Your Lungs, Your Work, Your Life : What you should know about work-related asthma.
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Your Lungs, Your Work, Your Life : What you should know about work-related asthma
What’s Included in this Overview? What is work-related asthma? What are the symptoms of work-related asthma? What causes work-related asthma? Who gets work-related asthma? How is work-related asthma diagnosed? Can work-related asthma be prevented? Additional resources
What is work-related asthma? Asthma is a lung disease that makes it hard to breathe. During an asthma attack, the airways in your lungs become narrow and too much mucus is produced.
What is work-related asthma? Work-related asthma is a type of asthma. Some workers can develop asthma from chemicals, dusts, or other exposures at work. Other workers already have asthma that is made worse by their work exposures.
What are the symptoms of work- related asthma? Wheezing Chest Tightness Shortness of Breath Coughing
Symptoms of work-related asthma Symptoms can show up within a few months after you are exposed to a chemical or dust, or they may not appear until you have been exposed for several years. You may first notice symptoms after you leave work each day. Often the symptoms clear up before you return to work the next day. They usually worsen during the work week and get better or disappear during weekends and vacations.
What causes work-related asthma? There are hundreds of exposures in the workplace that can cause work-related asthma. Some examples include: –Wood dust, especially cedar –Chemicals in polyurethane paints –Animals and insects –Grain and flour dust –Latex gloves –Cleaning agents
Who gets work-related asthma? Workers in many different jobs can get work-related asthma. Some examples common in Washington include: Sawmill workers Healthcare providers Spray painters Janitors and cleaners Manufacturing workers Farm laborers
How is work-related asthma diagnosed? Your doctor can decide if you have work-related asthma. –First, your doctor will ask you about your medical history and breathing symptoms. –Then tests may be done to determine if you have asthma and not some other kind of lung condition.
How is work-related asthma diagnosed? These tests may include: Physical exam of your chest Chest x-ray Blood tests Breathing tests If your doctor has confirmed that you do have asthma, then your doctor may do more tests to decide if your asthma is related to your work.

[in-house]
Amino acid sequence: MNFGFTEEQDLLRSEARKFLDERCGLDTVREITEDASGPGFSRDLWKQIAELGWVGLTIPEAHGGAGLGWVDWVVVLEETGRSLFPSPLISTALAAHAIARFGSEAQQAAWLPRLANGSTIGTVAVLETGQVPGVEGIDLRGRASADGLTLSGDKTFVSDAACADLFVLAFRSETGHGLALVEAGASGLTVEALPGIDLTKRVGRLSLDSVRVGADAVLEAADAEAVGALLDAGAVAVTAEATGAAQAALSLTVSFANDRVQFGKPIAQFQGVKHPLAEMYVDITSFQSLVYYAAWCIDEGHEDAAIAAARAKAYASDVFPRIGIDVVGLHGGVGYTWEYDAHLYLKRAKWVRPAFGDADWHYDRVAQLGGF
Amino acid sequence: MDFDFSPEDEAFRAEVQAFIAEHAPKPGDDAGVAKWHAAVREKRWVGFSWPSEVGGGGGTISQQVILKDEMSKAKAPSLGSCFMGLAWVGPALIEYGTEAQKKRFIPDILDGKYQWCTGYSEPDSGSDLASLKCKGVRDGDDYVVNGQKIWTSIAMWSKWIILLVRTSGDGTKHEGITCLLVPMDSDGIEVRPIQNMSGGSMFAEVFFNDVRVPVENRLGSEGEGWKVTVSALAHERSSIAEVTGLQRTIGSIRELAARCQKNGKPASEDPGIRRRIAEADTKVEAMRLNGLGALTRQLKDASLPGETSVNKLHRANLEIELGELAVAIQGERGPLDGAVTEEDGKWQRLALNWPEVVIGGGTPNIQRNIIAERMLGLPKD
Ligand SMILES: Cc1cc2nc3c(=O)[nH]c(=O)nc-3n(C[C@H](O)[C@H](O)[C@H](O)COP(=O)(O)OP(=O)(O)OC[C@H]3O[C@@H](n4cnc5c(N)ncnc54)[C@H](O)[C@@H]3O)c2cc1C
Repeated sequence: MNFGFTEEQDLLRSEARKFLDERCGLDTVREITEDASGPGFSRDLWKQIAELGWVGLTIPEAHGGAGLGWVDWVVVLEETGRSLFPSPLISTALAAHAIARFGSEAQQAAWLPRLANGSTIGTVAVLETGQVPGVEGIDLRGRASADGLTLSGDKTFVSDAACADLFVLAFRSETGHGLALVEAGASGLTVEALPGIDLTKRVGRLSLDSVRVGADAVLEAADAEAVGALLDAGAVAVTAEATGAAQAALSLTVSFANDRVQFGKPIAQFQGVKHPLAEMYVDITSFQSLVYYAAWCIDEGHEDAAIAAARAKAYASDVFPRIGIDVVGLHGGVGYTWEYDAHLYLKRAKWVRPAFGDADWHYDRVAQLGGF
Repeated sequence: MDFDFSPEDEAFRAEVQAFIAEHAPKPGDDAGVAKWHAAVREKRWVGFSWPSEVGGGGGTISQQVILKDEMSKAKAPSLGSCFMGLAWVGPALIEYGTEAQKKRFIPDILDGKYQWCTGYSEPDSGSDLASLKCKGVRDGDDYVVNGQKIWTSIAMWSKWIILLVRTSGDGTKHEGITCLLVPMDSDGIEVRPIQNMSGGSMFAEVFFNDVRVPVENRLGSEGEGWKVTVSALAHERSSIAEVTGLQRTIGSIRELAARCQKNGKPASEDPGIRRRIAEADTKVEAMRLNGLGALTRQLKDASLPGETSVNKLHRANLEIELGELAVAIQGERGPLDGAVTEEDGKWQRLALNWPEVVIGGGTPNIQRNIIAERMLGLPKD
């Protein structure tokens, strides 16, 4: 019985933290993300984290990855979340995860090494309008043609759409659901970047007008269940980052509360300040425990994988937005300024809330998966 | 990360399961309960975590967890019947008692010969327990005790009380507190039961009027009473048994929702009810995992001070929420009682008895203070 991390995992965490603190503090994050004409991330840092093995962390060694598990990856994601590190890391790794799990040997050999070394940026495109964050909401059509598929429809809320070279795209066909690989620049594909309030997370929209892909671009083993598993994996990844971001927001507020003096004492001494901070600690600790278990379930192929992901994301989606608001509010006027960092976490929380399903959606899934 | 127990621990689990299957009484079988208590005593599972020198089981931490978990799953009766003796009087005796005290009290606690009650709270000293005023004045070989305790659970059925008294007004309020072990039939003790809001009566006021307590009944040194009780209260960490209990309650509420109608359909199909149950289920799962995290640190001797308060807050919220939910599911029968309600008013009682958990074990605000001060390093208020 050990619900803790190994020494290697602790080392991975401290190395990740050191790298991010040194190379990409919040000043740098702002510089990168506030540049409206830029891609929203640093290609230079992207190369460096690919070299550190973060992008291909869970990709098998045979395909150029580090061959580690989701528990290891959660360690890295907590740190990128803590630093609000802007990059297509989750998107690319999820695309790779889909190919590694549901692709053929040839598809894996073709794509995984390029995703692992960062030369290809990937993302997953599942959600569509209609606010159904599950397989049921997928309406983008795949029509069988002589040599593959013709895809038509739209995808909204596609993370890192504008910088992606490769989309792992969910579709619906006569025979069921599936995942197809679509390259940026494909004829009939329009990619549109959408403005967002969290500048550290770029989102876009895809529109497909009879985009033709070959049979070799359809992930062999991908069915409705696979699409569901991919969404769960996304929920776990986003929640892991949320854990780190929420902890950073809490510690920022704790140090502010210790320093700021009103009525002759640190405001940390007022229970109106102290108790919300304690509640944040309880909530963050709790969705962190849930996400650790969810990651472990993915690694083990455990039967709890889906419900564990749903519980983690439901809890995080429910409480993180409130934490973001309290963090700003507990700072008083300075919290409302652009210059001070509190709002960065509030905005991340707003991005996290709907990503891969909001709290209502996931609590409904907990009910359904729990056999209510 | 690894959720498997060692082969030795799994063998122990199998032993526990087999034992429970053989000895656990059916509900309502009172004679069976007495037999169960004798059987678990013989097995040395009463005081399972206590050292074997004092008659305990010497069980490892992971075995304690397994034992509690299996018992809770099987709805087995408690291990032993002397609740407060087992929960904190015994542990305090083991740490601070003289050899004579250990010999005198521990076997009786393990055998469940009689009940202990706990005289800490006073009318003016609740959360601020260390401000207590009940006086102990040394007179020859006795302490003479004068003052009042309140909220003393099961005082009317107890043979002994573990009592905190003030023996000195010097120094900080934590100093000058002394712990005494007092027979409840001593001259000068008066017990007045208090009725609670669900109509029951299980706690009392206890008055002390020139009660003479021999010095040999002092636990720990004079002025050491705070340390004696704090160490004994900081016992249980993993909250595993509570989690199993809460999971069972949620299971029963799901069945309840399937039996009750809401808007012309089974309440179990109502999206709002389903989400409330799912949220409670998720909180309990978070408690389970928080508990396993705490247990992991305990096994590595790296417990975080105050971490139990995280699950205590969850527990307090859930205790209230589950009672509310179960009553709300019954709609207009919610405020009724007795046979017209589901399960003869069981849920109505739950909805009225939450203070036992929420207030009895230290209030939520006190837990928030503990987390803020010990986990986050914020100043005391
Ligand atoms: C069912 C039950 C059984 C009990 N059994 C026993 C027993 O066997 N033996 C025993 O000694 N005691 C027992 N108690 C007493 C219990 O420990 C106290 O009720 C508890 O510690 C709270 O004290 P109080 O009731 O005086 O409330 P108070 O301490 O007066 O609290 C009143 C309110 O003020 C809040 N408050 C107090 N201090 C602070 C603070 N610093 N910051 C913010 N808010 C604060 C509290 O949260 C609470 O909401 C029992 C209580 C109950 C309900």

How is work-related asthma diagnosed? If you have questions or are concerned about your breathing, see your doctor now. Asthma is a serious disease. If untreated, it may severely affect your health or even cause death. Work-related asthma can get better if diagnosed early and treated properly.
Can work-related asthma be prevented? Yes, there are steps that your employer can take to make your workplace healthier: Change the way things are done to remove or reduce exposures. Improve the ventilation. Provide respirators. Provide training. Conduct medical monitoring to find workers with symptoms early.
Can work-related asthma be prevented? There are steps you can take too: Identify the substances in your work area that cause or make your asthma worse. Use a properly fitted face mask when working around asthma-causing substances. Move to a different work area, if possible. Because changing jobs may cause financial hardship, this should only be done after talking to your doctor. Don’t smoke or stop smoking.
Can work-related asthma be prevented? Work-related asthma must be diagnosed and treated early or it may become a chronic (lifelong) illness. Therefore, it is important to see your doctor now if you think you may have work- related asthma. Some workers might have a higher risk because of a family or personal history of allergy or asthma. These workers should talk to their doctor before entering trades with a lot of chemicals or dust.
This Overview was Adapted From : Your Lungs, Your Work, Your Life: What you should know about work-related asthma http://www.lni.wa.gov/Safety/Research/Files/OccHealth/LungsLife. pdf Developed by the staff of: The Safety and Health Assessment and Research for Prevention (SHARP) Program at the Washington State Department of Labor and Industries. (http://www.SHARP.LNI.wa.gov)http://www.SHARP.LNI.wa.gov Wood Dust and Occupational Asthma http://ist-socrates.berkeley.edu/~lohp/graphics/pdf/wooddust.pdf Developed by the staff at: Occupational Health Surveillance and Evaluation Program (OHSEP), Occupational Health Branch, California Department of Health Services Labor Occupational Health Program (LOHP), Center for Occupational and Environmental Health, School of Public Health, University of California, Berkeley.
Additional Resources WISHA Core Safety Rules (WAC 296-800) (Basic safety and health rules needed by most employers in Washington State) http://www.lni.wa.gov/wisha/rules/corerules/default.htm Additional Safety Rules (Respiratory hazards, hazard communication, machine safety, lockout/tagout, electrical, hearing conservation, etc.) http://www.lni.wa.gov/Safety/RULES/Find/RuleName/default.htm Look for more in-depth modules on many of the topics covered in this module at : http://www.lni.wa.gov/Safety/TrainTools/Online/Courses/default.asp Workplace Safety and Health http://www.lni.wa.gov/Safety/default.asp MSDS Search http://www.msdssearch.com/msdssearch.htm
WISHA Consultation Services Safety & Health program review and worksite evaluation By employer invitation only Free Confidential No citations or penalties Letter explains findings Follow-up all serious hazards For additional assistance, you can call one of our consultants. Click below for local L&I office locations: http://www.lni.wa.gov/Safety/Basics/Assistance/Consultation/consult ants.asp
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